3 COMMENTS

  1. the point missed here is android os doesn’t come with multiuser feature like unix. the boxed android phone that you bought from the store boots up with the account ‘usr’ . when you root the os, the /system, /sys and other directories are made full read, write, execute access to the user, other accounts and group, meaning rwxrwxrwx.

    rooting the phone doesn’t change the user id to ‘root’ as in unix. only that the default ‘usr’ is given full privileges to system directories. at least, that’s what i could find out about android system. so, if stores start selling such, they’re losing out to unstable oses (did i hear anyone mutter ‘as in windows’?). because, then, there’s no one to stop you from loading up scripts yourself to automate and take full backup. and google would be another one to earn the tag of os update corp.

    it’s only the backdoor cooked up custom roms and rooting techniques that need to be controlled. say, for sgs3, there was an israel rom 4.2.2 i9300xxufme3 released quite some time back. trust me, this rom is so buggy and bad for your phone, you’d probably be better off unrooted! then there’s the open europe same android version i9300xxufme7 which seems to be carefully cooked up. but if you install i9300xxufme7 and then root your phone, be prepared for a slowdown in your sgs3. i had the same but now i’m back to the samsung original 4.1.2. like to float in breeze rather than getting caught up in a storm. 🙂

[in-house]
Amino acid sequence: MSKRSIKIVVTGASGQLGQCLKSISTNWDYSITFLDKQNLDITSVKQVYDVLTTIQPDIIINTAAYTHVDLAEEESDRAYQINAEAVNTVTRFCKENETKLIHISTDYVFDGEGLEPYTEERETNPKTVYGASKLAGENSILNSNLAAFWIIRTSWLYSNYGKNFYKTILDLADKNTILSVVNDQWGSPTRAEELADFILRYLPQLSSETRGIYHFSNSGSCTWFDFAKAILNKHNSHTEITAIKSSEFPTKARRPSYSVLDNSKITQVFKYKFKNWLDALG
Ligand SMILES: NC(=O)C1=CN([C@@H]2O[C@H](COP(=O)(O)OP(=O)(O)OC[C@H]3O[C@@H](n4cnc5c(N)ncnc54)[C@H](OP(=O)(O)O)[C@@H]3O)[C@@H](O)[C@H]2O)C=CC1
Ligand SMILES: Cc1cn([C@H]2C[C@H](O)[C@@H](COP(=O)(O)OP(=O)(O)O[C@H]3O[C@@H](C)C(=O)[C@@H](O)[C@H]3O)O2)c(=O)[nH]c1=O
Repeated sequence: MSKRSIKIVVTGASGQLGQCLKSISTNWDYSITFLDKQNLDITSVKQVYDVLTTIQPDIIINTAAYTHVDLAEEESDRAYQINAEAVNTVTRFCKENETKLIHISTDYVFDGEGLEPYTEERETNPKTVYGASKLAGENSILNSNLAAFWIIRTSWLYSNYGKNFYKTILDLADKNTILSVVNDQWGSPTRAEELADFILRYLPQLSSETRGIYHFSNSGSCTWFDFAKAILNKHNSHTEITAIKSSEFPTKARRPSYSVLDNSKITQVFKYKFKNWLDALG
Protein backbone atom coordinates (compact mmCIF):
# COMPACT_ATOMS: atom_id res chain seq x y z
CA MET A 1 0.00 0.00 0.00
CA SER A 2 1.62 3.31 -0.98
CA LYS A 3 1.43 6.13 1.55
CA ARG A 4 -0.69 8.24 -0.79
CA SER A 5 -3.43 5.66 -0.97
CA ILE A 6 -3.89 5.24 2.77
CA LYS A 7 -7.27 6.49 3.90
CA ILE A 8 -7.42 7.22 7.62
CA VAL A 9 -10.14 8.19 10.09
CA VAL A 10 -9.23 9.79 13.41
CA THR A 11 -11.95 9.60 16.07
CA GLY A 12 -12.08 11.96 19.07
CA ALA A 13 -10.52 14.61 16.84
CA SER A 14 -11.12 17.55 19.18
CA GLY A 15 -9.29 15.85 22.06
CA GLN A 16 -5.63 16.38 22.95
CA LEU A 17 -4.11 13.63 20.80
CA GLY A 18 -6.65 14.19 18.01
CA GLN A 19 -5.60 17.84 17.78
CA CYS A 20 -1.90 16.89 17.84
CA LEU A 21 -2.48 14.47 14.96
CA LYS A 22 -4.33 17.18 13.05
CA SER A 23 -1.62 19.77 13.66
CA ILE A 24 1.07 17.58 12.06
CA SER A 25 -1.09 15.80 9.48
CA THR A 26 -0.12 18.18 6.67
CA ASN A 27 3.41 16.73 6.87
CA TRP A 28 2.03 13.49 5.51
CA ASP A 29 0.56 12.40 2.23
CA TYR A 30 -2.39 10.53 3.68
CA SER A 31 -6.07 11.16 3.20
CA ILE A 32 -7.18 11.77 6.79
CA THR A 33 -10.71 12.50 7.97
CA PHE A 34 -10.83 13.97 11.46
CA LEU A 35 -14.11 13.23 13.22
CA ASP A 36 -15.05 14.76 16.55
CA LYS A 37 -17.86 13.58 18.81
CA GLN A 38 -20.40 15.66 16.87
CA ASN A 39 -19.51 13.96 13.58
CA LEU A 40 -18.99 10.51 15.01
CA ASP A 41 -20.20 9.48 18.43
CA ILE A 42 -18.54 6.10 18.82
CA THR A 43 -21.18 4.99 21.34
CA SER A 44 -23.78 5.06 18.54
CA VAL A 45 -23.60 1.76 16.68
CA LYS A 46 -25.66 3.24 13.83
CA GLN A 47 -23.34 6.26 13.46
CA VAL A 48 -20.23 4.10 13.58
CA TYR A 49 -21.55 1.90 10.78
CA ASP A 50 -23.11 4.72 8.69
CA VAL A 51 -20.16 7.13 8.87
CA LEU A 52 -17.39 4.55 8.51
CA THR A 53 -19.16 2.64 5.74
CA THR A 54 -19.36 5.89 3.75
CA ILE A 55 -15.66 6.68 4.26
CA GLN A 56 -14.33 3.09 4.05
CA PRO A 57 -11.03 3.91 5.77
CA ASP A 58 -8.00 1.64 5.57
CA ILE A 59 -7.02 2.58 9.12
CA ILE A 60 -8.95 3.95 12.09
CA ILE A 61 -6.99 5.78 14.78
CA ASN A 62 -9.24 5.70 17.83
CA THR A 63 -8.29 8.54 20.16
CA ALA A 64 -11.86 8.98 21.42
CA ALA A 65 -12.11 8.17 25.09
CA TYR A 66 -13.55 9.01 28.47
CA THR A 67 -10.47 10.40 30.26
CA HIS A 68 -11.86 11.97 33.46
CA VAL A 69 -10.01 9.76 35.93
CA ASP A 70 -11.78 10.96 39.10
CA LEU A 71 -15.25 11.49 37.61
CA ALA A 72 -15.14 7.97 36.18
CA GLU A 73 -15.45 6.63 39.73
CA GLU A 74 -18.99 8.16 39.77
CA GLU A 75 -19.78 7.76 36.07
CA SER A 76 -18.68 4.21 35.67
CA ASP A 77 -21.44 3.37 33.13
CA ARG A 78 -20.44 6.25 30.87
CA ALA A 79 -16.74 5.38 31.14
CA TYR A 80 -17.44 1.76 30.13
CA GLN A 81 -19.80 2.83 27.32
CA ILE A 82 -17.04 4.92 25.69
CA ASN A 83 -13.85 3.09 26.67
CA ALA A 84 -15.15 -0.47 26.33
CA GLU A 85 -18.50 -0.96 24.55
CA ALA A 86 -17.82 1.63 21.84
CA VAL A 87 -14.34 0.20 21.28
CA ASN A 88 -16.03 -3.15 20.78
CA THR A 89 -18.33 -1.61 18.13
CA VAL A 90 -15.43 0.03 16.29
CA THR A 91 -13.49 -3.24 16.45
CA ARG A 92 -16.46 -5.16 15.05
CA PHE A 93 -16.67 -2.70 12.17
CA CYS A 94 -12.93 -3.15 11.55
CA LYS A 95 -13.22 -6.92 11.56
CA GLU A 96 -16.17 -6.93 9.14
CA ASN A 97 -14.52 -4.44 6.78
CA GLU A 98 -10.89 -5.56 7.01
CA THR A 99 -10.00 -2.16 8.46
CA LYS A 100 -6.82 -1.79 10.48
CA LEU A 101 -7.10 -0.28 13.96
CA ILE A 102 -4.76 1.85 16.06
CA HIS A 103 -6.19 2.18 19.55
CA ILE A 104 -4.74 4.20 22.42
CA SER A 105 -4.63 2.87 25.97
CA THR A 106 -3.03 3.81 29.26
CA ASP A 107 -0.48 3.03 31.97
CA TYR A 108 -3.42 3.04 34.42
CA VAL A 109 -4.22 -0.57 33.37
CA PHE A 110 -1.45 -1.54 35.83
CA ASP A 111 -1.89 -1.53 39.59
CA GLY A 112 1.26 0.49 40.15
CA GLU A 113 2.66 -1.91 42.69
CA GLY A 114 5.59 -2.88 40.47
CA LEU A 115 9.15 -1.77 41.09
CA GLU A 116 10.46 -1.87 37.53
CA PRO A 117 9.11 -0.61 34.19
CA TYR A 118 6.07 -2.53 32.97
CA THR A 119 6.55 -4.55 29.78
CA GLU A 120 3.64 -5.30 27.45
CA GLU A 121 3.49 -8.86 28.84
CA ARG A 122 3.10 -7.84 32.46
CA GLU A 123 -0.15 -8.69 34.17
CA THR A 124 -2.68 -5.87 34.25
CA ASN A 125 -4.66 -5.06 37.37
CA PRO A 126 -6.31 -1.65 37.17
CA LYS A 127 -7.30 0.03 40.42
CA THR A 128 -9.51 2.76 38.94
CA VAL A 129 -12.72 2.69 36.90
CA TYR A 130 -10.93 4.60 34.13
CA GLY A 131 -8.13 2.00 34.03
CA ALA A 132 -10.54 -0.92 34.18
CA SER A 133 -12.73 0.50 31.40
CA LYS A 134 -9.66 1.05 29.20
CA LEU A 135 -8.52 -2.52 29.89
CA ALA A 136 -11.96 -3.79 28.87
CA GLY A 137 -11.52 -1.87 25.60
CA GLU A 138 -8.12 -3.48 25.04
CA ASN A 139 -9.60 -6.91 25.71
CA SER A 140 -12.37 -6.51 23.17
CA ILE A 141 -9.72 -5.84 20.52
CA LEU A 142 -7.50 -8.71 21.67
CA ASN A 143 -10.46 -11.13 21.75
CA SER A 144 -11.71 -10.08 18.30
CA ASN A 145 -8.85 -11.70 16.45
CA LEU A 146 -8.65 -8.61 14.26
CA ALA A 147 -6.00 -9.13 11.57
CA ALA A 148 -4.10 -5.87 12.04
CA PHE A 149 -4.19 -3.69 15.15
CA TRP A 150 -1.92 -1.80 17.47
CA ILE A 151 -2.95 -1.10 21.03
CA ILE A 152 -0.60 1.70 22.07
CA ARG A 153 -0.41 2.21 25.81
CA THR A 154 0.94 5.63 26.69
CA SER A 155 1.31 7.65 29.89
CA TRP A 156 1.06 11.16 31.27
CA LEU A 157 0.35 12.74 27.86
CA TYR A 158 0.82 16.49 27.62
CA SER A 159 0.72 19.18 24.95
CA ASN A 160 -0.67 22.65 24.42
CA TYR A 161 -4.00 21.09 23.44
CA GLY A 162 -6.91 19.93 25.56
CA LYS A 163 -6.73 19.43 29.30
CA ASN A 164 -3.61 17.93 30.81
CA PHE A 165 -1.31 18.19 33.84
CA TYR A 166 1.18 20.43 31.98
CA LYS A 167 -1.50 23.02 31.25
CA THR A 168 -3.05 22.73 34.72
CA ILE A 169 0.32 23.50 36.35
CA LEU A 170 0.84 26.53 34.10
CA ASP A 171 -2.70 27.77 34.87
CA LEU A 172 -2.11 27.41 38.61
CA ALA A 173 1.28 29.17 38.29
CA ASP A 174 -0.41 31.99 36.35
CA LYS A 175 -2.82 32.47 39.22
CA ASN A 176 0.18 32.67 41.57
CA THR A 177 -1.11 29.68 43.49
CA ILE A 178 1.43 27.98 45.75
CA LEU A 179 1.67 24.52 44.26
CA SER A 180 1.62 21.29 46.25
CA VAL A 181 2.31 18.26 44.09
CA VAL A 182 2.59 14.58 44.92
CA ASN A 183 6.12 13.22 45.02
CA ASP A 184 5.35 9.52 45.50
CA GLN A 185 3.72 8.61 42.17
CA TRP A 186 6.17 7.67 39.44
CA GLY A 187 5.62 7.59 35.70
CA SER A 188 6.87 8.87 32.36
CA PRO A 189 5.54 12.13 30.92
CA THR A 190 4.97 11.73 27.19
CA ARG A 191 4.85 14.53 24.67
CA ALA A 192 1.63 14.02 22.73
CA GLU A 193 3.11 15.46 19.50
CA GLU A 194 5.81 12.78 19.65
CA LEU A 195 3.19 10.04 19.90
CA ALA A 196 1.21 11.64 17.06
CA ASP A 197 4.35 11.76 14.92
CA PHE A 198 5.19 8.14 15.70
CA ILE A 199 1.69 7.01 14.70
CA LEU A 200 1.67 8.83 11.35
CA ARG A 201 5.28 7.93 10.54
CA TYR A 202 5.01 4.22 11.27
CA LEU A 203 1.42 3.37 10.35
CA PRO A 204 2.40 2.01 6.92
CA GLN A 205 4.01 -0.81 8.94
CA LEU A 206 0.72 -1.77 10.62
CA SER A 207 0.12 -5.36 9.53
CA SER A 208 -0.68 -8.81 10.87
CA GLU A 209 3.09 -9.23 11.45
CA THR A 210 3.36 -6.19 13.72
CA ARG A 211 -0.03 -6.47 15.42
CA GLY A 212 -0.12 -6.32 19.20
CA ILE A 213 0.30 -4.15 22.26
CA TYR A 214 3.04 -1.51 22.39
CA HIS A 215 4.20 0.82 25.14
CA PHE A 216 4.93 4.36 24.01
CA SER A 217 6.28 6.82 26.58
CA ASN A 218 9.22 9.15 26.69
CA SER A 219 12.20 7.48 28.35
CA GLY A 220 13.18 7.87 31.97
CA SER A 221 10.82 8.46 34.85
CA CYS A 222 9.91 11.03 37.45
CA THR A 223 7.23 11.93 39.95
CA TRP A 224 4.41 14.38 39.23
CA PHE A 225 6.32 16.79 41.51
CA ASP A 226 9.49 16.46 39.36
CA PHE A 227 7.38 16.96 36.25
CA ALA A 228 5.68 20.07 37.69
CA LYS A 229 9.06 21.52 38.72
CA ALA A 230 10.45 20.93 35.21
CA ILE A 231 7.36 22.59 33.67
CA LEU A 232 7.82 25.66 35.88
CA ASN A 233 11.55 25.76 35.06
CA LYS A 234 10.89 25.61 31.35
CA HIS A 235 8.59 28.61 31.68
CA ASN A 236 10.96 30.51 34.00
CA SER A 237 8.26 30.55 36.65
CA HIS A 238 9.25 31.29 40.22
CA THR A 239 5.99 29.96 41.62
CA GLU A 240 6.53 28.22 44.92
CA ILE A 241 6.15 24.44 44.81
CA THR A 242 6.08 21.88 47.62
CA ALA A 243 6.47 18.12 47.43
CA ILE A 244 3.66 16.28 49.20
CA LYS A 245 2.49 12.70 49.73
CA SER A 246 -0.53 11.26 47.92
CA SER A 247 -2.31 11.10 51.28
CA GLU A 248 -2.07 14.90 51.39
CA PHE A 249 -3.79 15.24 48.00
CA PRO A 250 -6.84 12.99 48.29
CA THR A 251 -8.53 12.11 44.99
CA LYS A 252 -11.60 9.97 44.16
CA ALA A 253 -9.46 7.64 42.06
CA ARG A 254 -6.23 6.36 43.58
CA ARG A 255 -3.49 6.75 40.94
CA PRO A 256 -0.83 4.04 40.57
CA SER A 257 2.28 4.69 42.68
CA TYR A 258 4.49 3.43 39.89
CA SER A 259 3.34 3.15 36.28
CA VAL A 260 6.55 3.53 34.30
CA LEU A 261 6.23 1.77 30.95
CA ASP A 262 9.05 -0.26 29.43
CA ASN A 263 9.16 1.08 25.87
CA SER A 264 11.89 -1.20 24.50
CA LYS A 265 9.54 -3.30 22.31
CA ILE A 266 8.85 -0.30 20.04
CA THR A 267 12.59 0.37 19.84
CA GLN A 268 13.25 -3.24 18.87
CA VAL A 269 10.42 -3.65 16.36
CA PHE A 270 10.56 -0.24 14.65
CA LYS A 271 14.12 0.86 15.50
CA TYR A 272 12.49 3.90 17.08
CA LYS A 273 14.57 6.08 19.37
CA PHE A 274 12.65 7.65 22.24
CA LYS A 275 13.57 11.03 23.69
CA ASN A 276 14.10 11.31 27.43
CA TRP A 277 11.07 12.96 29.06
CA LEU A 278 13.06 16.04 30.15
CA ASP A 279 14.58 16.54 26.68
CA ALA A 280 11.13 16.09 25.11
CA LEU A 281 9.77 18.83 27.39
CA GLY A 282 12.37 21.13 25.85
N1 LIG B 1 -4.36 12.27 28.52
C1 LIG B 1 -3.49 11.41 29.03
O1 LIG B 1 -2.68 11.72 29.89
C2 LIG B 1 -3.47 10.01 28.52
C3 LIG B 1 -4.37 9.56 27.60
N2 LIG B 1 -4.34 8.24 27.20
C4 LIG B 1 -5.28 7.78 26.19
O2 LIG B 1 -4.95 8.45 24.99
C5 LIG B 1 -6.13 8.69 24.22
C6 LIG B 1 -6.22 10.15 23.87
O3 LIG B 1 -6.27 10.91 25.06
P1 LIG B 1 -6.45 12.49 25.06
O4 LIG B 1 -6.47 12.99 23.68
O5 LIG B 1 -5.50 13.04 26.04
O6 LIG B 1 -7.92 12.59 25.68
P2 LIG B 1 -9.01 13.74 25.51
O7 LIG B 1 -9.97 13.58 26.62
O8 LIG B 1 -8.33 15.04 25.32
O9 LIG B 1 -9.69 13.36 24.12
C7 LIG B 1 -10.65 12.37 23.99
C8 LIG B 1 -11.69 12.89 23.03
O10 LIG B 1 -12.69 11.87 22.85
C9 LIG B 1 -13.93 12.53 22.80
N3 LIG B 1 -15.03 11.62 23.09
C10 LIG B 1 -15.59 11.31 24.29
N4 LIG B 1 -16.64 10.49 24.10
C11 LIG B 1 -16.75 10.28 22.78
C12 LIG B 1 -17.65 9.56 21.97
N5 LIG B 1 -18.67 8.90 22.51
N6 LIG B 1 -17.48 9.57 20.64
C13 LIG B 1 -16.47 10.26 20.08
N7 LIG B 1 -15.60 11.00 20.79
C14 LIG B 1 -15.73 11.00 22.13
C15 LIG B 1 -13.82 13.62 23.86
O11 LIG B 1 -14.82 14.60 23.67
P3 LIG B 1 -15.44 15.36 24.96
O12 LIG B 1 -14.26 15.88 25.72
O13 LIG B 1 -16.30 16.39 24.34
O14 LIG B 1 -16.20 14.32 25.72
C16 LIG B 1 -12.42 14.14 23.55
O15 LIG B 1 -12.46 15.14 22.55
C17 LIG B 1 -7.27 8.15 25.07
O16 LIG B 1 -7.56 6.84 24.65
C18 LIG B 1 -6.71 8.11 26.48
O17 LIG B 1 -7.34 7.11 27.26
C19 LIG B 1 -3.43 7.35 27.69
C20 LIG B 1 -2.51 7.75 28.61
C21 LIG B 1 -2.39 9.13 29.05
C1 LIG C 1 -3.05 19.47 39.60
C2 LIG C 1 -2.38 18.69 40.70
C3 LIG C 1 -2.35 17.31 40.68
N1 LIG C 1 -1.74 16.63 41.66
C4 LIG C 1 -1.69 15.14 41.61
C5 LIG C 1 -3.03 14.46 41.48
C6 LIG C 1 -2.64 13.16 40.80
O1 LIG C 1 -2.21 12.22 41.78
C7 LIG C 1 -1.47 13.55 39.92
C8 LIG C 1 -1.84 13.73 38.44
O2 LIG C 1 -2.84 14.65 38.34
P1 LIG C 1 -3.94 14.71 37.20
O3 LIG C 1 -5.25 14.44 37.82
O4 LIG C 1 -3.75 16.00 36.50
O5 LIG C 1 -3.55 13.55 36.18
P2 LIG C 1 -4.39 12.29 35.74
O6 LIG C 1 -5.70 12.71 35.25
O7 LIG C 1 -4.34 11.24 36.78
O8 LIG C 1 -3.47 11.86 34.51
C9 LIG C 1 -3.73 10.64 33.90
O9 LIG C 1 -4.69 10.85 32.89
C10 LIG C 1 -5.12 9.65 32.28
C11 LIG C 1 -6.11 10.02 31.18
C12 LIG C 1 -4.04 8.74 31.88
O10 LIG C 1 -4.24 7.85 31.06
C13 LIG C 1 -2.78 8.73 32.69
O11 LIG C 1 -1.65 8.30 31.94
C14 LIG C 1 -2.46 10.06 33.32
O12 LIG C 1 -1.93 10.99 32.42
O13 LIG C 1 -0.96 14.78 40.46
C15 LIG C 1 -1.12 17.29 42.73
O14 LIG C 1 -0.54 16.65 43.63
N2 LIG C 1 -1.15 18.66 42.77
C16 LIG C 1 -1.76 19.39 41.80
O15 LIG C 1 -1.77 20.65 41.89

2. I bought a Samsung Galaxy Note 8 yesterday and When I tried to get Some apps it Said my device Was rooted. I didn’t root it ( Just had to Google what that meant) So l can only assume my android device Came rooted. Therefore I think a better article should be “why did my android tablet come rooted when Some apps don’t work on rooted devices. “

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